What the Masters Can Teach Us About Mastery Learning

It’s the same game. The same course. The same clubs. The same ball.

Yet, its so difficult and challenging every time. Past winners fail to make the cut. Rookies play like they’ve got nothing to lose. And as we watch, we understand that it’s as psychologically and mentally tough as it is physically.

So, what does this have to do with mastery learning? Well, everything.

Mastery-Based Learning (MBL) is a simple concept: Students progress through a course by successfully showing that they “understand” and have “mastered” a certain task, concept, or problem.

Students who understand concepts faster can move ahead, and those that are struggling can have extra time to work through the concept and have repeat opportunities to demonstrate understanding.

Golf As Mastery Learning

Similar to golf, this is extremely challenging. If a professional golfer at the Masters is having a horrible hole…they can’t skip it. They have to continue taking shots, and making putts, until they get it in the hole. While it might have been easier to “skip to the next one” — progress has to come after successful completion.

However, what is interesting about golf is that every single shot is leading to completion of a hole. And every hole is leading to the completion of a round. And every round is leading to the completion of a tournament.

In essence, every shot has a smaller purpose…and much larger purpose.

While the golfers are competing against each other, they are really proving their abilities to themselves.

If you were just watching the Masters you saw Bubba Watson win his second Green jacket in three years. Last year he finished 50th. 1st in 2012, 50th in 2013, and 1st again in 2014.

If Bubba were a student how would we label him? Success? Failure? Inconsistent? Not working up to his potential in 2013?

Giving Students the Chance(s) They Deserve

By now, you may have picked up on the connection (I hope so), but I want to make it really hit home. The Knewton blog did a great job of listing the key features of mastery-based learning:

1. Curriculum design hinges on assessments.

2. Assessments may take any form as long as they determine proficiency.

3. Graduation to the next grade/level/topic is contingent upon successful completion of prerequisite assessment.

4. Curriculum is committed to the success of all students; students are not “allowed” to give up.

At the Masters, the golf course and holes also have key features:

1. Course design hinges on the holes (and placement of those holes).

2. A specific hole may take any form as long as it measures proficiency (which is why we have Par 3 and Par 5’s).

3. Progression to the next hole is contingent upon successful completion of prior hole.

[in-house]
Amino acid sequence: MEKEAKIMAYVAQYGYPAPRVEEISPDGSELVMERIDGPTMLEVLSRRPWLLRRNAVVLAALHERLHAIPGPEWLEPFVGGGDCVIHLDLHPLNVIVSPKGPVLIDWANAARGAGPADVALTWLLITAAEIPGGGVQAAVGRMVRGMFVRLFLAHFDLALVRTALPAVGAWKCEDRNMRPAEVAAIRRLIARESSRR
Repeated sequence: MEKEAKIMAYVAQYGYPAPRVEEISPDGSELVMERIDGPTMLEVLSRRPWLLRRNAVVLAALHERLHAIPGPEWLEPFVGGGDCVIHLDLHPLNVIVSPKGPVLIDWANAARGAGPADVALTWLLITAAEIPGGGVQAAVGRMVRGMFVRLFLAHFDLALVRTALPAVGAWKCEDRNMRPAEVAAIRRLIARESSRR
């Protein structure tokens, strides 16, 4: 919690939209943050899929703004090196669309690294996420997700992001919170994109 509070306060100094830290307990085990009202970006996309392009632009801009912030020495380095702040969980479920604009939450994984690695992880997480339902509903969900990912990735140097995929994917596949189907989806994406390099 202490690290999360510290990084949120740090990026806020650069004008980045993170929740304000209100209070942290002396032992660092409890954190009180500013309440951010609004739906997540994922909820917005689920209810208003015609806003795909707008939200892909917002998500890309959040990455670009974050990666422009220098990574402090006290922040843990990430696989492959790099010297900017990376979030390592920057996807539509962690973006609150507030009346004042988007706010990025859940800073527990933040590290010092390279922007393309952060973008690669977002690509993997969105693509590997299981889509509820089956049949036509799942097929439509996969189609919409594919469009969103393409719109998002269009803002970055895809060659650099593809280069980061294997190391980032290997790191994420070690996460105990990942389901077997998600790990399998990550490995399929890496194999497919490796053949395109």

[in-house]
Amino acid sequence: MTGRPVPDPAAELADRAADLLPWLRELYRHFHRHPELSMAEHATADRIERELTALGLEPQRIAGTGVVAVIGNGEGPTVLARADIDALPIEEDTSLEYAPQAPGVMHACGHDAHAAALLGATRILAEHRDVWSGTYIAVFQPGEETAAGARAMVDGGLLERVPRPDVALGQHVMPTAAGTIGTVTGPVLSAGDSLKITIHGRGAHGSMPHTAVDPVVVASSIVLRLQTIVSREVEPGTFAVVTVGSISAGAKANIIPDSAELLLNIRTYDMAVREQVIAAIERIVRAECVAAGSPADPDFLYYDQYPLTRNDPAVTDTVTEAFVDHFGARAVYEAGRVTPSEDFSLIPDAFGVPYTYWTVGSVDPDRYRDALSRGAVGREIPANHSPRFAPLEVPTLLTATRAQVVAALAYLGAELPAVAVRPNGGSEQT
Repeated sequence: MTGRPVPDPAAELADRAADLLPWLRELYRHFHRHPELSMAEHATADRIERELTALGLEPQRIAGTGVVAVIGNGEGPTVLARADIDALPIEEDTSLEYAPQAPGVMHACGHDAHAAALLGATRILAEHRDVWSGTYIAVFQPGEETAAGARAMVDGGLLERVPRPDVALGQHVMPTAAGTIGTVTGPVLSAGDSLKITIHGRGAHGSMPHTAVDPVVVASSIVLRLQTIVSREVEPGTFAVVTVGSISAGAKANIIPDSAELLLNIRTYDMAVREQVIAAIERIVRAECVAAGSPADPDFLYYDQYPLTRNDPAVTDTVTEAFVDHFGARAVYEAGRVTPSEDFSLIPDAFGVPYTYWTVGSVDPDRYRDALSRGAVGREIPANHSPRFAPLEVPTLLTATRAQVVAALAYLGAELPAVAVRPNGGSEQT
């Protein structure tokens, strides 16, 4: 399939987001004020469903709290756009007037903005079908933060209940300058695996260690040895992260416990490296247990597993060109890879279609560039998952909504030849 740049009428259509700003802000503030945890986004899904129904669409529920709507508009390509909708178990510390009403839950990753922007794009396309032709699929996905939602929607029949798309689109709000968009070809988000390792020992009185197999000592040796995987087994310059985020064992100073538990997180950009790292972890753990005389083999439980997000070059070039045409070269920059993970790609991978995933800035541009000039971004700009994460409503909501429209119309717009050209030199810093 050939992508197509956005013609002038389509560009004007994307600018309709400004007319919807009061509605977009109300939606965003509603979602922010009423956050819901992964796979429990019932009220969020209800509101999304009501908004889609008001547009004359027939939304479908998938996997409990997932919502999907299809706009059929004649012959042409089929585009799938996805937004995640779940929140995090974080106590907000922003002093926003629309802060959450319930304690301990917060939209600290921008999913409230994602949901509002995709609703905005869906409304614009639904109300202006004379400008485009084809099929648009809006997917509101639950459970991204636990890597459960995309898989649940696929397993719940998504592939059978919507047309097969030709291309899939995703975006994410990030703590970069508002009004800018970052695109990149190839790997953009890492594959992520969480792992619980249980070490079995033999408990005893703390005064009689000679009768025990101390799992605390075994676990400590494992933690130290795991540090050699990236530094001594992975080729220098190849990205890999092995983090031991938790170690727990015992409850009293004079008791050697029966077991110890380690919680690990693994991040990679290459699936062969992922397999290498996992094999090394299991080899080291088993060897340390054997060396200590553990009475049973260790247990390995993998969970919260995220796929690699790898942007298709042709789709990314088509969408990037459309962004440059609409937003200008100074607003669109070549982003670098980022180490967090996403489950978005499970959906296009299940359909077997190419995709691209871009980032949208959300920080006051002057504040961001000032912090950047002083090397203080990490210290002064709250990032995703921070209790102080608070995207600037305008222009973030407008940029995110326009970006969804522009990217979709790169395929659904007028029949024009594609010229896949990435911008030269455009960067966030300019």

4. Course is designed to challenge and allow for successful completion of all players. They are not allowed to give up.

So, why do we not “judge” a golfer that performs poorly on a course as a failure…but instead, give them another shot at mastery? Phil Mickelson didn’t perform well this year at the Masters. But we still call him a champion, give him another shot next year, and assume he’ll do better at the next tournament.

A student named Phil might fail a test, never get a chance to retake it, and then be penalized for that test at the end of the marking period (or school year) even though they demonstrated mastery on the next test.

If you ask me, we should be giving students more chances for mastery than we give professional athletes.

Making the Switch to Mastery Learning

Michael Horn wrote an interesting article about “the necessity for digital, mastery-based learning” in our schools now. In the piece he talks about our misconceptions about student success:

We often conclude that the top students succeed because they are motivated, and the rest languish in the middle or the bottom of the pack because they aren’t. The “jobs-to-be-done perspective” leads us to a different conclusion. All students are likely equally motivated to feel successful and make progress. For some, school is a viable candidate to hire for this job. This group likely includes those whose parents provide a clear link between academic achievement and career success, for example.

The students who do not hire school to feel successful are not unmotivated. They just don’t or can’t feel successful at school— often it makes them feel like failures. School does not motivate intrinsically. For these students, schools just can’t compete against other vehicles that they can hire for feeling success.

Everyone wants to be successful. And we tend to continue working harder at those things that bring us success. For instance, I’m not a very good golfer…so I don’t spend a lot of time playing golf. I’ve played basketball my whole life, and found success playing basketball, so I’ll usually choose basketball over golf when I have free time.

I have a built in “winning streak” when I play basketball. No…I don’t mean I win every time I play the game (definitely not true), but instead I’ve had moments of success and confidence builders while playing.

Chris Wejr wrote a great post about getting students on winning streaks:

Get them on a winning streak (Tom Schimmer). Provide enough teaching, guidance, and practice so that kids can achieve small victories.  Many of our kids have lost in school for a number of years and therefore, have no confidence and become disengaged.  By “over preparing them” (Schimmer) and creating authentic victories based on personal goals, we can increase confidence.

I might play golf more…if I had a guided opportunity for success. Maybe I could finally win against my wife in mini-golf, learn to drive the ball straight at the driving range, have a decent round in chip-and-putt…and then hit an actual course with confidence.